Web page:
7. I have tried installing SK four times now. Twice via the plugin manager and twice manually. I only have access to my server via ftp, so I have to set the folder permissions via the file manager in cpanel. Kinda worky, but it should work nonetheless.

    Anyways, when I installed manually, I seemed to have everything working except the captcha doesn’t show up. I get the graphic, but no text in it. There is also no email link at the bottom.

    When I install via the plugin manager, I get an internal server error when trying to go to the configuration page.

    Please advise if you have time. Thanks.

  8. I also get the internal server error when installing via the plugin manager but when I refresh the page, it works fine.
    i’m not sure what its all about

  9. Looks like karma filter can also block legitimate comments. I was trying to comment on a post of too many spams at a site which wouldn’t let me complaining I had bad karma!

    This is stupid!

  10. Angsuman: The reason you had problem on other sites was the same you had problem on this very blog: your IP appears to be blacklisted by Spamhaus
    There are many ways a legitimate user can end-up on one of these blacklists, and admittedly they yield a lot of false positives, but this is a choice to be made by the owner of the blog. Unfortunately, in some case, it is difficult to efficiently keep spammers away without setting restrictions that can affect legitimate users. At any rate, this is an option everybody is free to disable in Spam Karma, if they decide to, and I am in no way responsible of the blacklist itself.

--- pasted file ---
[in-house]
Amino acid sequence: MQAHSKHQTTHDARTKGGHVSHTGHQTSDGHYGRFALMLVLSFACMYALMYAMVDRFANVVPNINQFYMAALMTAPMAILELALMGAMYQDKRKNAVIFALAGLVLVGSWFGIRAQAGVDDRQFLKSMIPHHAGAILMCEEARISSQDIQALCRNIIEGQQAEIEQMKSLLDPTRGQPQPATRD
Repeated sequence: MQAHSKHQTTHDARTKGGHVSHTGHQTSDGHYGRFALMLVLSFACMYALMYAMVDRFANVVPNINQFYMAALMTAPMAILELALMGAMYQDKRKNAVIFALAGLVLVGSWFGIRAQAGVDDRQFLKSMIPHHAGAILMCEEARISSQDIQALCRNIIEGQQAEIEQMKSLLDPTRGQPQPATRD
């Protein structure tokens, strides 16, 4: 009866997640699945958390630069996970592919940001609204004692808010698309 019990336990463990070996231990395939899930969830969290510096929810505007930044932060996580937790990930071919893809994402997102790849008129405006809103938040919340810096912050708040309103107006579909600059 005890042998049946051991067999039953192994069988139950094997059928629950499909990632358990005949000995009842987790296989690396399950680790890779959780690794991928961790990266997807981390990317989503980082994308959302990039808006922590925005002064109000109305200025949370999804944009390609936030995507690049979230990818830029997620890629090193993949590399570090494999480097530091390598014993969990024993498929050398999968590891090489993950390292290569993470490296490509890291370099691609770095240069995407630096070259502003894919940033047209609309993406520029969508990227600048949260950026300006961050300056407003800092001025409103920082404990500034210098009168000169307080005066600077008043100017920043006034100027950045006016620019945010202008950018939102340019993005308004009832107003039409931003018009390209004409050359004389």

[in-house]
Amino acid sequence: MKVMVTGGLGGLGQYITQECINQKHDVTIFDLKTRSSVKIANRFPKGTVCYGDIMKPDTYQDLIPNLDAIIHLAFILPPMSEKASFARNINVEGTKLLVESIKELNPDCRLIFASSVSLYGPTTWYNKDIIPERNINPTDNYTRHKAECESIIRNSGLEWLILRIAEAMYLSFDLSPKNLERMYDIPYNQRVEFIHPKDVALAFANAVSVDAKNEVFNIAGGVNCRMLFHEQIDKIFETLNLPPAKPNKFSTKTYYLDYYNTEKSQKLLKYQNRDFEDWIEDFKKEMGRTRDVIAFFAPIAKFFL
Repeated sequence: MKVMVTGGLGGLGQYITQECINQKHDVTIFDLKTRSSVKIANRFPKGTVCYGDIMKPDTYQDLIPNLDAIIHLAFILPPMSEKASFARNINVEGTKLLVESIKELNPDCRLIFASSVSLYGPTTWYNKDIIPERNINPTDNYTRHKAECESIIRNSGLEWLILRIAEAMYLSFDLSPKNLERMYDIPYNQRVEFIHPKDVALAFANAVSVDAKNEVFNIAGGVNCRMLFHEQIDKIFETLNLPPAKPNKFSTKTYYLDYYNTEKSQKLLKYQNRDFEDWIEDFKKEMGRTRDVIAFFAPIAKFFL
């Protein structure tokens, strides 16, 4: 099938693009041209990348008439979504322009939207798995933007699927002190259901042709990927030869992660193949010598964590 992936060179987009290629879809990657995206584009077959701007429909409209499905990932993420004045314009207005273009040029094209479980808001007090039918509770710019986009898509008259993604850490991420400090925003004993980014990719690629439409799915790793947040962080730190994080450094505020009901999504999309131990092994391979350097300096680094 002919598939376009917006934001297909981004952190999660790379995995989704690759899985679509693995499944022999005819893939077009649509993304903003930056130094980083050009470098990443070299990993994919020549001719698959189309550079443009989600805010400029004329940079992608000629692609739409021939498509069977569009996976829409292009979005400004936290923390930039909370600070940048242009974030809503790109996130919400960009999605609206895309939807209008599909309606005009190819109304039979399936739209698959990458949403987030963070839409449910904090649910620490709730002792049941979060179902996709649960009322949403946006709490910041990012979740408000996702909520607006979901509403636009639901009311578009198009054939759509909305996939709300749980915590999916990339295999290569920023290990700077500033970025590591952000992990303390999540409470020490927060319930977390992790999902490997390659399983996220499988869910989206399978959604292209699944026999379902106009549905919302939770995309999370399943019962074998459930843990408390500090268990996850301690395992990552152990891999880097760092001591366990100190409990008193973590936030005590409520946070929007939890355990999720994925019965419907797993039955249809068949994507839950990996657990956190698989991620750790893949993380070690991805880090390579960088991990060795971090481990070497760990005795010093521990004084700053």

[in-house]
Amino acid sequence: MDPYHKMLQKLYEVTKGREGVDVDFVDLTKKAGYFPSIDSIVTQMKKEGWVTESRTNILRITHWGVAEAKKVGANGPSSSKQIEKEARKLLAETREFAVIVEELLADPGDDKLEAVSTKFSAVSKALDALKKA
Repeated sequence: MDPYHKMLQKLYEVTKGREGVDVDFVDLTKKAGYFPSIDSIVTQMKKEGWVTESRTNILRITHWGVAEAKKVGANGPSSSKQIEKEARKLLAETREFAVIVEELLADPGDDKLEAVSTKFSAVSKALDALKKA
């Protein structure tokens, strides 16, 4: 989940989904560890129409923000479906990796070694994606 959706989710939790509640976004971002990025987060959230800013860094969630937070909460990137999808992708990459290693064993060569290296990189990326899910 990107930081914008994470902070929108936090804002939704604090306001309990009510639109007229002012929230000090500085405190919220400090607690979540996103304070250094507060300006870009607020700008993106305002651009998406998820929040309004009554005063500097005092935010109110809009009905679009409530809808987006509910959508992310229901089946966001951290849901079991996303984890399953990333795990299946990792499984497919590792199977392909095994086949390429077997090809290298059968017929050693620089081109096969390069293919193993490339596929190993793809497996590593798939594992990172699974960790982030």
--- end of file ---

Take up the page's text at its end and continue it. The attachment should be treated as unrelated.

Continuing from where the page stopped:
If you follow the instructions on Spamhaus website, you should be able to have that ban removed easily.

  11. Could you please make it so that Spam Karma doesn’t delete the comments in thinks are spam?! I’m loosing comments almost every day, and there’s no way to get them back 🙁

  12. Did the spammers who have been rejected once, succeed to learn astuces to re enter your site?


  13. spam karma banned one of my best friends! she’s a legit wordpress user herself and is not at all IT savvy. i have no idea why spam karma would ban her as she is always polite and kind (she’s a grandmom forheavensakes).

    my spam karma settings at the time were on moderate and i did not touch the other settings as setup advised that if I didn’t know what i was doing to leave well enough alone.

    what went wrong?

  14. @Dr Dave
    I didn’t check back on your response until today. I figured it out myself sometime back why Spam Karma hates me 🙂
    My internet traffic from home is going through a IP of my hosting provider, which it uses for the whole city of Kolkata/Calcutta, India. Presumably someone used it to spam. More likely they had some virus/malware on their machine which did the damage. Actually there was one such incident which clogged all traffic for few hours. So anyone I also am forced to send my traffic from this unfortunate IP address. And as you can see there nothing much I can do about it. I can delist from SBL, but if someone from the entire city sends a spam it will surely be listed again.
    My question is why not force a CAPTCHA in such cases. And why not give a more polite message. It feels like commenters are being incarcerated without trial 🙂
    I can tell you as a commenter and as a blogger (from 2001) the SK messages are terribly insulting and due to such false positive issues as above can hurt legitimate viewers of a site.
    Also realize that 99% of spammers use a bot of some kind to spam. Insulting messages don’t deter bots. And spammers are surely thick skinned too, otherwise they wouldn’t be spamming in the first place.
    So in the end real users get the brunt of Spam Karma language bombs, if I may say so 😉

    Angsuman Chakraborty

  15. To Whom It May Concern,
    I just attempted to leave a comment in response to another comment at and your stupid program blindly and without ANY reason and/or merit, deleted and would not allow my comment to be posted! Before unleashing parasitic and socially cancerous programs such as yours to regelate and control speach in a open and public forum, you should be sure it’s fair and just in it’s operation! I’ll be contacting my attorneys in the morning to pursue legal action against the creaters of this hidious program. No society can truly be free when there are forces who have unilateral and uncontrolled power to regulate social commentary! See’ya in court.